• In a comment you wrote:

I connected the raspberry itself with my router at home (sudo nmcli device wifi con "ssid" password "pw")

Because you have configured a wired uplink to the internet router it is not possible that the RasPi also connect by WiFi to the internet router. An access point cannot connect as client to a remote hotspot without special configuration with an additional virtual network interface. I don't believe that you have created and configured a virtual interface, e.g. ap0.

As you see there are still some things unclear. To have clear conditions and a defined starting point I suggest to start again with an up to date setup using Setting up a Raspberry Pi as an access point - the easy way.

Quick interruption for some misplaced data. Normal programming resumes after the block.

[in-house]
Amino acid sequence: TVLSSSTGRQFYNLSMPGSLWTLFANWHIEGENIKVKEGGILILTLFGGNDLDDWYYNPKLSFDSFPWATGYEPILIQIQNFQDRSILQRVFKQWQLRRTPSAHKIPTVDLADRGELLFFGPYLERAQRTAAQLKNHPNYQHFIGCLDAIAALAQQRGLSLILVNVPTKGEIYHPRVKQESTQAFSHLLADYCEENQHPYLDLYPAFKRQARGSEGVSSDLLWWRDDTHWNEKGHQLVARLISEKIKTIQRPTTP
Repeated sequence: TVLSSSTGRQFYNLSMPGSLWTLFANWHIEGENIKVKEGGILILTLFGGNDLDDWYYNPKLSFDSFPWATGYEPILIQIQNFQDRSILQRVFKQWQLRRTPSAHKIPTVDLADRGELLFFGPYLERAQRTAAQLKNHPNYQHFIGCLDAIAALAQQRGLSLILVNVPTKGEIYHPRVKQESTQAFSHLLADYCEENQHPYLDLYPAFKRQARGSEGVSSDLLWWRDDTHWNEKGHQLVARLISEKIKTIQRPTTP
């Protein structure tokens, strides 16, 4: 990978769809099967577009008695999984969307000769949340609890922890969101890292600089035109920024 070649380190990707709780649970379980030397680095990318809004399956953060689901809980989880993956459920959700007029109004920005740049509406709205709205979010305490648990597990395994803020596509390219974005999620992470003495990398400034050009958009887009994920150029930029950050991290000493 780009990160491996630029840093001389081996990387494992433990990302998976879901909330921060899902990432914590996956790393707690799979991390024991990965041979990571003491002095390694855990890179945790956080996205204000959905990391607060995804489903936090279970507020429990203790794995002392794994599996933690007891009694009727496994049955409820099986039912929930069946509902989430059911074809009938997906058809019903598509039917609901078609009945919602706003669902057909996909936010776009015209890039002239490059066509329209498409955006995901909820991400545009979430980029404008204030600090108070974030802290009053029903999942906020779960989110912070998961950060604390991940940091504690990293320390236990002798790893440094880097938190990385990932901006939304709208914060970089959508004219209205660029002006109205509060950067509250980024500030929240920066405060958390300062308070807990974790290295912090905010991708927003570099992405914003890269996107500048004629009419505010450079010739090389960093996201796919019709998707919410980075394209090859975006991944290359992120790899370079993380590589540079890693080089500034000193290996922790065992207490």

• I chose the linked tutorial because it got recommended by another one (pimylifeup.com/raspberry-pi-captive-portal). I'm doing all of this because I need to create a captive portal. I guess I'm going to try your linked tutorial (although it doesn't seem that easy as it says in the title - just by scrolling through it). But thanks for explaining. The cat-command says: "Raspbian GNU/Linux 10 (buster)", Version_ID = 10, ID_like = debian. Don't know if that helps. If you can't understand something because of my english, you can message me in german. Dec 22 '20 at 20:08
  • As I mentioned, I received an already configured pi 3b+. I guess, that the network manager is already installed? Can't think of any other solution, because joining the wifi-hotspot worked and I could execute apt-get update and so on. | Every tutorial is about using the access point for a wifi connection, but I don't even need that. My goal is to join the AP, do some login-stuff on the captive portal and then be able to access (.0.3 is the ip of the pi btw). Dec 22 '20 at 20:14